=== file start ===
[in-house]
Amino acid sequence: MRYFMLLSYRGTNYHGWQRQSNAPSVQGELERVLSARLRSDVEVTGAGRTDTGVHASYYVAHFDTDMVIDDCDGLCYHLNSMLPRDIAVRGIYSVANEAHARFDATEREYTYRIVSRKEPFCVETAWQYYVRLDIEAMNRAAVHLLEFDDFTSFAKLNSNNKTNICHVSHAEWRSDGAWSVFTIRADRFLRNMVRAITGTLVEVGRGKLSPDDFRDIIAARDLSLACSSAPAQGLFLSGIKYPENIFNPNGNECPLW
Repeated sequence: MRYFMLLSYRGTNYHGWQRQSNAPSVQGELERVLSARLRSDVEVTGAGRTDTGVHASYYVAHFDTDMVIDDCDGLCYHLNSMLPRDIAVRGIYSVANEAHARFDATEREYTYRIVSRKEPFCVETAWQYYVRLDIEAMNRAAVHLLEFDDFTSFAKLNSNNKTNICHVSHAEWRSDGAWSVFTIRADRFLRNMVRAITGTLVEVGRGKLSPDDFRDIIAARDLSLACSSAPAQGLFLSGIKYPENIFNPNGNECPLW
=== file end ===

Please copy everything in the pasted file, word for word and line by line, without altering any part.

[in-house]
Amino acid sequence: MRYFMLLSYRGTNYHGWQRQSNAPSVQGELERVLSARLRSDVEVTGAGRTDTGVHASYYVAHFDTDMVIDDCDGLCYHLNSMLPRDIAVRGIYSVANEAHARFDATEREYTYRIVSRKEPFCVETAWQYYVRLDIEAMNRAAVHLLEFDDFTSFAKLNSNNKTNICHVSHAEWRSDGAWSVFTIRADRFLRNMVRAITGTLVEVGRGKLSPDDFRDIIAARDLSLACSSAPAQGLFLSGIKYPENIFNPNGNECPLW
Repeated sequence: MRYFMLLSYRGTNYHGWQRQSNAPSVQGELERVLSARLRSDVEVTGAGRTDTGVHASYYVAHFDTDMVIDDCDGLCYHLNSMLPRDIAVRGIYSVANEAHARFDATEREYTYRIVSRKEPFCVETAWQYYVRLDIEAMNRAAVHLLEFDDFTSFAKLNSNNKTNICHVSHAEWRSDGAWSVFTIRADRFLRNMVRAITGTLVEVGRGKLSPDDFRDIIAARDLSLACSSAPAQGLFLSGIKYPENIFNPNGNECPLW